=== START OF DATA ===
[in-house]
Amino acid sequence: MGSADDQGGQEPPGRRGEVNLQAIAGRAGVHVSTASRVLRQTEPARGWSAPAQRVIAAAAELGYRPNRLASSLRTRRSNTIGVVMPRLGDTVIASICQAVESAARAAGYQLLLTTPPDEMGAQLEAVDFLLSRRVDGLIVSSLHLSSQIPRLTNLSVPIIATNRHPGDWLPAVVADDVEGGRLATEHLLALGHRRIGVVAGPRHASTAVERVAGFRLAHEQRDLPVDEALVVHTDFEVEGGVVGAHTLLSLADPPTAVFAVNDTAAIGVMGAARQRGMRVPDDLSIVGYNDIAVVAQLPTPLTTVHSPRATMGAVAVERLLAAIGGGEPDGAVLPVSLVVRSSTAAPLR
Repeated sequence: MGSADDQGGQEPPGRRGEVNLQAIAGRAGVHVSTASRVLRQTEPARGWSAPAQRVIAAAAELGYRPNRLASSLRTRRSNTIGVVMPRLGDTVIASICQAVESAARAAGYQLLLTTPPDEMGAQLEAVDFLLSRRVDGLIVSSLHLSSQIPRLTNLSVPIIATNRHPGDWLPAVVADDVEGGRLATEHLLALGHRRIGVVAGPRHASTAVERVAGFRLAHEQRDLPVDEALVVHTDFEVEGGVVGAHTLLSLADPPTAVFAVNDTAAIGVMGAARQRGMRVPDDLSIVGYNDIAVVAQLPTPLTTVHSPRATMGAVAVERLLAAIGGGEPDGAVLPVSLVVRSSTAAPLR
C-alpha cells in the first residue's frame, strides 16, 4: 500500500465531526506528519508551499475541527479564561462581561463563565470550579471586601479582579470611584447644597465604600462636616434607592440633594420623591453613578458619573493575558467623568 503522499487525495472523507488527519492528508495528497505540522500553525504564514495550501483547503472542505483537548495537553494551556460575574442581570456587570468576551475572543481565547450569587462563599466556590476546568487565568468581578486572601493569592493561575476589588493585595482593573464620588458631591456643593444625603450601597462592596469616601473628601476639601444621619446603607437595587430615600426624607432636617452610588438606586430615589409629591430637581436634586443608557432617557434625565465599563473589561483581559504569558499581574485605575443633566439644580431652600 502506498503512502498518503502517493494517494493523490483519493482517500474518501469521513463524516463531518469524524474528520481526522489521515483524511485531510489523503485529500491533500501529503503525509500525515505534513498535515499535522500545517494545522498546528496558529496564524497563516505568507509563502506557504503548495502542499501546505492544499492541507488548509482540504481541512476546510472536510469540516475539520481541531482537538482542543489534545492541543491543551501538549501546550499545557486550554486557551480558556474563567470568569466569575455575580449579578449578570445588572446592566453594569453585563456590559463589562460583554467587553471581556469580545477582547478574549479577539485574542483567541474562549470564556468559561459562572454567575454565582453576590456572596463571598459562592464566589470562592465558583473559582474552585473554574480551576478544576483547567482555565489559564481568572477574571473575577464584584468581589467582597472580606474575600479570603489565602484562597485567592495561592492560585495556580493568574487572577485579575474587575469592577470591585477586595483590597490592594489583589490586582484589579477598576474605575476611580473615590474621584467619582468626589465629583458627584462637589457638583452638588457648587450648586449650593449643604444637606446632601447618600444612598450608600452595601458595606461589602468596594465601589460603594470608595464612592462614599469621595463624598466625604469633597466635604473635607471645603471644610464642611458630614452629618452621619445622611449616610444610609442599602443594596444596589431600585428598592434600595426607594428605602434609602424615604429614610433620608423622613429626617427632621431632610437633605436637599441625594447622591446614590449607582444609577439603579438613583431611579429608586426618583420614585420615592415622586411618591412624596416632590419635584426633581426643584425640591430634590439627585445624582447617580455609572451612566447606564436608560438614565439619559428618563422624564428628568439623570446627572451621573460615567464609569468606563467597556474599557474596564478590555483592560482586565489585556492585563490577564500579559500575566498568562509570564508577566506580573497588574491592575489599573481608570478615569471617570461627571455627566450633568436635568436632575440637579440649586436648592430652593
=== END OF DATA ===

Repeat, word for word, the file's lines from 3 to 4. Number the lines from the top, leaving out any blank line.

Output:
Repeated sequence: MGSADDQGGQEPPGRRGEVNLQAIAGRAGVHVSTASRVLRQTEPARGWSAPAQRVIAAAAELGYRPNRLASSLRTRRSNTIGVVMPRLGDTVIASICQAVESAARAAGYQLLLTTPPDEMGAQLEAVDFLLSRRVDGLIVSSLHLSSQIPRLTNLSVPIIATNRHPGDWLPAVVADDVEGGRLATEHLLALGHRRIGVVAGPRHASTAVERVAGFRLAHEQRDLPVDEALVVHTDFEVEGGVVGAHTLLSLADPPTAVFAVNDTAAIGVMGAARQRGMRVPDDLSIVGYNDIAVVAQLPTPLTTVHSPRATMGAVAVERLLAAIGGGEPDGAVLPVSLVVRSSTAAPLR
C-alpha cells in the first residue's frame, strides 16, 4: 500500500465531526506528519508551499475541527479564561462581561463563565470550579471586601479582579470611584447644597465604600462636616434607592440633594420623591453613578458619573493575558467623568 503522499487525495472523507488527519492528508495528497505540522500553525504564514495550501483547503472542505483537548495537553494551556460575574442581570456587570468576551475572543481565547450569587462563599466556590476546568487565568468581578486572601493569592493561575476589588493585595482593573464620588458631591456643593444625603450601597462592596469616601473628601476639601444621619446603607437595587430615600426624607432636617452610588438606586430615589409629591430637581436634586443608557432617557434625565465599563473589561483581559504569558499581574485605575443633566439644580431652600 502506498503512502498518503502517493494517494493523490483519493482517500474518501469521513463524516463531518469524524474528520481526522489521515483524511485531510489523503485529500491533500501529503503525509500525515505534513498535515499535522500545517494545522498546528496558529496564524497563516505568507509563502506557504503548495502542499501546505492544499492541507488548509482540504481541512476546510472536510469540516475539520481541531482537538482542543489534545492541543491543551501538549501546550499545557486550554486557551480558556474563567470568569466569575455575580449579578449578570445588572446592566453594569453585563456590559463589562460583554467587553471581556469580545477582547478574549479577539485574542483567541474562549470564556468559561459562572454567575454565582453576590456572596463571598459562592464566589470562592465558583473559582474552585473554574480551576478544576483547567482555565489559564481568572477574571473575577464584584468581589467582597472580606474575600479570603489565602484562597485567592495561592492560585495556580493568574487572577485579575474587575469592577470591585477586595483590597490592594489583589490586582484589579477598576474605575476611580473615590474621584467619582468626589465629583458627584462637589457638583452638588457648587450648586449650593449643604444637606446632601447618600444612598450608600452595601458595606461589602468596594465601589460603594470608595464612592462614599469621595463624598466625604469633597466635604473635607471645603471644610464642611458630614452629618452621619445622611449616610444610609442599602443594596444596589431600585428598592434600595426607594428605602434609602424615604429614610433620608423622613429626617427632621431632610437633605436637599441625594447622591446614590449607582444609577439603579438613583431611579429608586426618583420614585420615592415622586411618591412624596416632590419635584426633581426643584425640591430634590439627585445624582447617580455609572451612566447606564436608560438614565439619559428618563422624564428628568439623570446627572451621573460615567464609569468606563467597556474599557474596564478590555483592560482586565489585556492585563490577564500579559500575566498568562509570564508577566506580573497588574491592575489599573481608570478615569471617570461627571455627566450633568436635568436632575440637579440649586436648592430652593